It’s that time of year again – either time for standardized tests or end of year exams.

Test anxiety includes a variety of physical and emotional symptoms that include feelings of nervousness and hopelessness, fear, self-doubt, irritability, shortness of breath, rapid heartbeat, stomach pains, and headaches. Among elementary school children, standardized tests cause greater feelings of anxiety than routine classroom tests, and students with dyslexia may experience the stress and anxiety more acutely.




Testing can be a double-edge sword for dyslexic students – because a test result may determine whether a student needs additional support, tutoring, accommodations, or even access to assistive technology. But testing may also inform decisions about holding back students, depriving them of electives, sports, etc.

Standardized tests also may have unintended negatives when they force students to sit through what may be hours of inappropriate material. For instance, elementary school students who are not yet decoding, may have to sit through hours of tests that they can’t possibly complete, all the time magnifying their embarrassment and shame as other classmates don’t seem to have the same struggles.

Researchers have found that young dyslexic students are more emotionally sensitive than their peers – and yet few considerations are given to the emotional well-being of students; they are often under greater academic, social, and emotional pressures – but for the most part, they are on their own.

If you’re currently in the throes of testing season, eat well, get plenty of sleep, and don’t emphasize outcome. If accommodations are permitted, then make sure they will be provided.

Practice relaxation techniques like deep breathing and talk through what to expect and strategies that a student can take (like answering the easy questions first) to reduce feelings of panic.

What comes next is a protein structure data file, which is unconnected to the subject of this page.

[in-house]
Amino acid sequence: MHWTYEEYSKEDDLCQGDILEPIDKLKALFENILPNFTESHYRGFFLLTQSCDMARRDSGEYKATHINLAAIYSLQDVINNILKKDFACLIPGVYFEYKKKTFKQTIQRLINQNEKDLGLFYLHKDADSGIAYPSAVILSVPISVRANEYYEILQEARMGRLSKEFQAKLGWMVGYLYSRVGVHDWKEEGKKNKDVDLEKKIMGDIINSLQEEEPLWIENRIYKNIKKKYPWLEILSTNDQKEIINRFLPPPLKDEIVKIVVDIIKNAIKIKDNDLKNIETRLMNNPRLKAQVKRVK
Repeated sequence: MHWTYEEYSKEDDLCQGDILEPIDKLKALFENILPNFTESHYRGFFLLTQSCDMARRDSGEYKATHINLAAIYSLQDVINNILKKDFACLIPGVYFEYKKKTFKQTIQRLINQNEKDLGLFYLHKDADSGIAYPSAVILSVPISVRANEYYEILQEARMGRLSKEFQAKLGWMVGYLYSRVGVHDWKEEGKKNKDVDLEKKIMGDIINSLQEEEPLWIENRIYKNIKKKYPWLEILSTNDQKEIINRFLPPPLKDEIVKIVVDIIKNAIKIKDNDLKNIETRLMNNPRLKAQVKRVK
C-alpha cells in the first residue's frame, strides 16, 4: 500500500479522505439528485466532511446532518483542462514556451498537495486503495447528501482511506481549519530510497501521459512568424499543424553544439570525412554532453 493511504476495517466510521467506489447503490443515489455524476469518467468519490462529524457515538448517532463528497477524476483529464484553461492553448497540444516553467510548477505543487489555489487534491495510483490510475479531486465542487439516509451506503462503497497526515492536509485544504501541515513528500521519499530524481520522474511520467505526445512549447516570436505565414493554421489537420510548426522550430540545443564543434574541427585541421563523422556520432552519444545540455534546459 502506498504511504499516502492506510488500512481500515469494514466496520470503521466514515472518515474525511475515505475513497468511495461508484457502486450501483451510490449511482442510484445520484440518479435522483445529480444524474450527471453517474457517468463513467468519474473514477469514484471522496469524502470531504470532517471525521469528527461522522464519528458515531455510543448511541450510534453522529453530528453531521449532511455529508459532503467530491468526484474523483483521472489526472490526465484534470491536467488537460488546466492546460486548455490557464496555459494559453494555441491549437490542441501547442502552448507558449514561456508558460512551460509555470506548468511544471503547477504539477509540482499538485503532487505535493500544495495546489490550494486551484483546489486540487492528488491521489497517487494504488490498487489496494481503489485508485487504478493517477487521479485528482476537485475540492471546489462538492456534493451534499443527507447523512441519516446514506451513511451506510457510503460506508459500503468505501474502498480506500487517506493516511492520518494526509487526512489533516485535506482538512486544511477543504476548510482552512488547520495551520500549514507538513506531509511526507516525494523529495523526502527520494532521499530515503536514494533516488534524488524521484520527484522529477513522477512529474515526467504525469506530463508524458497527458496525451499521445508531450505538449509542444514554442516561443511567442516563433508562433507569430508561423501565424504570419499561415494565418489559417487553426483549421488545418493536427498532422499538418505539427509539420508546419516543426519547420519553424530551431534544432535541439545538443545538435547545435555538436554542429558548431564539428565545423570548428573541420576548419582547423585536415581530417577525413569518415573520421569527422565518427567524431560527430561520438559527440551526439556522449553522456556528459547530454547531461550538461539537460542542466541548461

The We Are Teachers blog has a nice collections of suggestions to reduce anxiety when it comes to test time. Teachers should add in more recess if possible during the testing season and back-up plans should be discussed if an anxiety attack occurs during the test. Some students have a plan to take a brief break, get a drink of water or go out in the hallway for a moment.

Students can pick up on the anxiety of parents – and parents may be reliving some of their own anxieties with school and test-taking. Take stock of yourself, model self-compassion, and do your best to support your student through what may be a stressful time.

If a student comes home upset with what they are certain was a “bad test”, let then know that who they are as a person is much more important than any test.

For many reasons, test-taking is especially difficult for dyslexic students; talk with them about how things will get better – and think about whether adding some low-stakes test-taking practice or learning more about metacognition will help them feel better-prepared for exams in the future.

Stanford Teaching Commons has a simple lesson to introduce the idea of metacognition. A lesson is provided (the example given is the carbon cycle), then afterwards, without looking at notes, a student tries to recall what was taught by drawing it. The differences with this sort of test is that the student analyzes what the gap was between being presented with something and recalling it – and then time is spent figuring out how the student may learn better.

Academically successful dyslexic students tend to be highly metacognitive; going over practice test questions with answers and explanations can identify issues (does the student need accommodations to read questions, for instance?) as well as help students recognize patterns of study and learning that they can optimize for all of their subsequent work. If you’re a parent who may have trouble helping your student, see if your students’ teacher or a tutor may help. If a student is behind, they may be eligible for tutoring paid by the school.

Often when students are struggling, they compare themselves to peers, and magnify negative feelings about themselves. Challenges with test-taking are universal. Share some of the stories in our newsletters or YouTube channel. If you haven’t watched our videos before, check out the one below:



Here’s a reasonable general overview about metacognition (from a testing service).

Recognize that standardized tests may be a very poor indicator of a student’s knowledge and thinking abilities. Still, some test results may have benefits – for example, accessing additional supports that may help.


For more tips, check out Psych Central’s 10 Strategies for Before and During the Test



Dyslexia | Dyslexic Advantage